Winterfylleth – The Hallowing of Heirdom

At an early age, I fell in love with the myths of England. It was a combination of spending two years there (and in the relative North of the country,

6 years ago

At an early age, I fell in love with the myths of England. It was a combination of spending two years there (and in the relative North of the country, near Wales, a place steeped in beauty and folklore), reading Tolkien and the beauty of myth, which is especially effective with teenagers. Moving away from there only made that connection stronger. That’s no surprise, considering that English myth is steeped in the ideas of “the other shore”, home sickness, and something lost. All that being considered, it’s a wonder I’m not a bigger Winterfylleth fan, an atmospheric black metal band that has made English legend its bread and butter. Now, they’ve released an album that immediately grabbed my attention; The Hallowing of Heirdom is a stripping away of their sound, leaving behind an acoustic core of longing, a sense of another world, and a deep connection with the legends I love.

I’m also a huge fan of neo-folk which affords me a bit more security when reviewing this album, even though I’m not the greatest Winterfylleth expert. That might be an advantage here, as The Hallowing of Heirdom is something very different than the rest of their discography. We’re talking about more than just an acoustic album that kind of sounds like the rest of their work but with the distortion turned off. Heirdom manages to go past that and craft something truly of itself. The secret to that is in the string parts. From the first track, “The Shepherd”, they are prominently leading the album forward. Listen as they fill in the spaces behind the strummed guitar, buoying up the vocals and the guitar lines themselves.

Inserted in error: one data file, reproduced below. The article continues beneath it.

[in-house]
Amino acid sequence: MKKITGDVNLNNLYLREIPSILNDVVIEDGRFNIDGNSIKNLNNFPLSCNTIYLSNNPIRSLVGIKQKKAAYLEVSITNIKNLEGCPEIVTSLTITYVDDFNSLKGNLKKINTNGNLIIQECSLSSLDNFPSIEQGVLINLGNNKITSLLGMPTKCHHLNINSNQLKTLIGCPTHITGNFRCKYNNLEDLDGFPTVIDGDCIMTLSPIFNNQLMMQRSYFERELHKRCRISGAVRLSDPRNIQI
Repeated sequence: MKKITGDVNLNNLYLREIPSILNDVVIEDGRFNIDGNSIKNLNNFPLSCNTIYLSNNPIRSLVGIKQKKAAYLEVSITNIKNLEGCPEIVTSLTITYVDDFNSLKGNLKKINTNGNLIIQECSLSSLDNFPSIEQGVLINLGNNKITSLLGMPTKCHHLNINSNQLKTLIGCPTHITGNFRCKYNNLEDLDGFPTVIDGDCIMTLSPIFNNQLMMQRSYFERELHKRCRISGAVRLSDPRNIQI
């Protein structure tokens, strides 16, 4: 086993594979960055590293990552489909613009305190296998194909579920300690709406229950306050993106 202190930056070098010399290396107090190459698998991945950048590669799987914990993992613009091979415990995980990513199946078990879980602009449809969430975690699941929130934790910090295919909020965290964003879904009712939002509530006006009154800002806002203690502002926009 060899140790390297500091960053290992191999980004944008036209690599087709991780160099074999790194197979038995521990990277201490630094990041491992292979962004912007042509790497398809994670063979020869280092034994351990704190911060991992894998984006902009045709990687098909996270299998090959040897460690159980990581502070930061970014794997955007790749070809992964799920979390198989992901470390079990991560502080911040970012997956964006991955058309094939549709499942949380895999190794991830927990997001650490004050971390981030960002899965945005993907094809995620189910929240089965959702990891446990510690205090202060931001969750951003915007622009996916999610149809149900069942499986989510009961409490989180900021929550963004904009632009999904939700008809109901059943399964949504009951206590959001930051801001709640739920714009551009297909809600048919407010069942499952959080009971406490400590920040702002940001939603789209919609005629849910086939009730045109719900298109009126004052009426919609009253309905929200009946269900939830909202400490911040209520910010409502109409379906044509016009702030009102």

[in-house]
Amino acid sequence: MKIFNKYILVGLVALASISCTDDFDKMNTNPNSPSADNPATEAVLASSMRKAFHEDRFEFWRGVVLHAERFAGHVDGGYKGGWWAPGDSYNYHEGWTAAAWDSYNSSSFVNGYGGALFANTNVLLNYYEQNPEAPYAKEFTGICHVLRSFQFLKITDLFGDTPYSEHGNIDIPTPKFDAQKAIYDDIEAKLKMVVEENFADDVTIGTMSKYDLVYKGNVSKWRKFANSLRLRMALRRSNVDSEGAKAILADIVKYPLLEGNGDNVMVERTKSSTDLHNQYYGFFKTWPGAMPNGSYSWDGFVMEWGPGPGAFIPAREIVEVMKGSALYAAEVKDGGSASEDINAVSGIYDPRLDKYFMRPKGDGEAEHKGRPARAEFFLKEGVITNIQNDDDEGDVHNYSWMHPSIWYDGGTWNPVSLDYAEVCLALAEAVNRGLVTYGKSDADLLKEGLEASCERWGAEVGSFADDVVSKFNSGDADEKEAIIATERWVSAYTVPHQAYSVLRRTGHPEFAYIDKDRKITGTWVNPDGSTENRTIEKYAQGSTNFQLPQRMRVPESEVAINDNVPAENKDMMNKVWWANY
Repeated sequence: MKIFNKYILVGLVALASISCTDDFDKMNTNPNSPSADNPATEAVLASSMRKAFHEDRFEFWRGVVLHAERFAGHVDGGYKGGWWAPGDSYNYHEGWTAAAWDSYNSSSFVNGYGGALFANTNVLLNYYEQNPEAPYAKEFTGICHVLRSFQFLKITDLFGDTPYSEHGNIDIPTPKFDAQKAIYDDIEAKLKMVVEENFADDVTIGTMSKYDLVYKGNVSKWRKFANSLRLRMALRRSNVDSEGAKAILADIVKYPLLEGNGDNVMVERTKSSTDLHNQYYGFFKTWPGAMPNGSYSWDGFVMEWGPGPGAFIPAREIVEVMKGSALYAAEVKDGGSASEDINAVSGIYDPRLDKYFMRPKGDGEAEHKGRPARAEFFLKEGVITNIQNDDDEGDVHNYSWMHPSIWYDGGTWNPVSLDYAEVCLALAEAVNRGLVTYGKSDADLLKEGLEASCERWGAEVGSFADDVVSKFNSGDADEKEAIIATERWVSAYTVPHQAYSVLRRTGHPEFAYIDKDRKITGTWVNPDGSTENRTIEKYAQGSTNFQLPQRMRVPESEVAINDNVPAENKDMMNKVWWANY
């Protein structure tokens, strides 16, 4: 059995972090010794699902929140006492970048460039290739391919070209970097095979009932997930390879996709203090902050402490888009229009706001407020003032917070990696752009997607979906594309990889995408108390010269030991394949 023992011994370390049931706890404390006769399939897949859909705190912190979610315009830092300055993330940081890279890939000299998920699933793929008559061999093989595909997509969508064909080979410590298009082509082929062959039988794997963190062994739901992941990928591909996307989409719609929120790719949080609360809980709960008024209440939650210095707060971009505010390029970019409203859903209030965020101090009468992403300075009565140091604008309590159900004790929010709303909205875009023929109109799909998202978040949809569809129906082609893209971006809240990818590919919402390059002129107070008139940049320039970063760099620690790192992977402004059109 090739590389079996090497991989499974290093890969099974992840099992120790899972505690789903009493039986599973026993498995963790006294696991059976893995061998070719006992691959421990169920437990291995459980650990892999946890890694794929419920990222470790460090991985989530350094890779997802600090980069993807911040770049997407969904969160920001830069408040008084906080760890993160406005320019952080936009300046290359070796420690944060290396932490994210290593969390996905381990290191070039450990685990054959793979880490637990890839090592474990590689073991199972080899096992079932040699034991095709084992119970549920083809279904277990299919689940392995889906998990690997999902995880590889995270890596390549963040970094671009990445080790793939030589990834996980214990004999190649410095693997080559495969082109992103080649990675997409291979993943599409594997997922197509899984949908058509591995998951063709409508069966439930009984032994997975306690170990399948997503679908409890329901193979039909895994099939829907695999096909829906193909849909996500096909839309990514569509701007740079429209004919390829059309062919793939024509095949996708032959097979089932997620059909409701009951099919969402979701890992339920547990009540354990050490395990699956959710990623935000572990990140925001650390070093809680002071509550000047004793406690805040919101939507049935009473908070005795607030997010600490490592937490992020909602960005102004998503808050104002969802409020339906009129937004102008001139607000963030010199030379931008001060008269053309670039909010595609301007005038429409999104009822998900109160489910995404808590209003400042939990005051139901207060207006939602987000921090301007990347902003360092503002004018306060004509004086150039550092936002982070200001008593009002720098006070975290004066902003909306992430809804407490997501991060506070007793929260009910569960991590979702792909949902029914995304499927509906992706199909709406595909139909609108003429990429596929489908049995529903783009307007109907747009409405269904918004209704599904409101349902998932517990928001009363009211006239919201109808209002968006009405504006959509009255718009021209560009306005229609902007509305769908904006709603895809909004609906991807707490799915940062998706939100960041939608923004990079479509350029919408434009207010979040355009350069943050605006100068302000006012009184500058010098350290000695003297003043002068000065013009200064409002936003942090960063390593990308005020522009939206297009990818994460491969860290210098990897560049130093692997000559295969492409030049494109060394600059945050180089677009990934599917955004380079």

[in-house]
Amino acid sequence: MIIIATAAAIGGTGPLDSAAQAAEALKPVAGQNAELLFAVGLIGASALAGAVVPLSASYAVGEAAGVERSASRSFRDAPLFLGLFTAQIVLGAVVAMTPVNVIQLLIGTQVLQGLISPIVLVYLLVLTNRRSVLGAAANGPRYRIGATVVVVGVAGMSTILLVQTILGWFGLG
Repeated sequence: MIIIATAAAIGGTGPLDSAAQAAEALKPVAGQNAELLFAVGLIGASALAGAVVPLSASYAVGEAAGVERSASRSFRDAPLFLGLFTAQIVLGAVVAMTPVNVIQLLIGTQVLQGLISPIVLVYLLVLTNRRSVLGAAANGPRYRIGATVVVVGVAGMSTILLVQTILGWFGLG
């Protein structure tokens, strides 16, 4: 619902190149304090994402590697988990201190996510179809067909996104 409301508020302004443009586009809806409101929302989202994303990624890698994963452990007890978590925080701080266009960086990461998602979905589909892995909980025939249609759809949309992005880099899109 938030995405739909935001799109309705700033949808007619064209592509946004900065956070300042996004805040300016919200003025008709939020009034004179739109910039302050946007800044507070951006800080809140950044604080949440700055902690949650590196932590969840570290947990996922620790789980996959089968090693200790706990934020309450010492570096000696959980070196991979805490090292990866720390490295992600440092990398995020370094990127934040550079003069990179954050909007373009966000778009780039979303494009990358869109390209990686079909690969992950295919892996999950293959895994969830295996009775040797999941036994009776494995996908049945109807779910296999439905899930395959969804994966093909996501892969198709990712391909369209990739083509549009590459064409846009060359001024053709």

The thing which makes them truly unique though, beyond timbre and tone, is that they’re exceptionally well written. Too often are string parts in black metal, even when these bands dabble in neo-folk, left as an afterthought, a kind of embellishment. Instead, the strings are fully fleshed out, wonderfully composed, and beautifully realized throughout the album. And they don’t stand alone in that; on the contrary, a large part of their power comes from their joining with the guitar. Perhaps in keeping with the English tradition of the lyre and lute, ,the guitars have a prominent role to play as well. After all, let us not forget that England, alongside Spain, was the most important country for the lute, producing such genius as John Dowland (who produced many a masterwork but perhaps chief among them, “Flow My Tears”).

In similar ways, the guitars on Heirdom “bounce” off of the strings and, together, provide the backdrop for the vocals. These are the last piece of this powerful triumvirate, channeling the deep tones of clean singing that would not have been out of place on an interlude or a calm passage on a more black metal focused album. Here, they are at the forefront and, in true keeping with the neo-folk tradition, make up for what they lack in experimental flavor or over the top performance (since these have a rare role to play in folk music) with beautiful lyrics and a voice filled with emotion and passion for the material sung. These elements come together, crowned by the vocals, to create a moving and deeply committed album. If you love neo-folk sung from conviction and love for the art, look no further. Perhaps in the future the band can rework some of these parts into their music, more prominently so, and win my heart? Time will tell. For now, Albion stands eternal.

The Hallowing of Heirdom was released on April 6th. You can head on over to the Bandcamp link above to grab it. Happy dreaming.

Eden Kupermintz

Published 6 years ago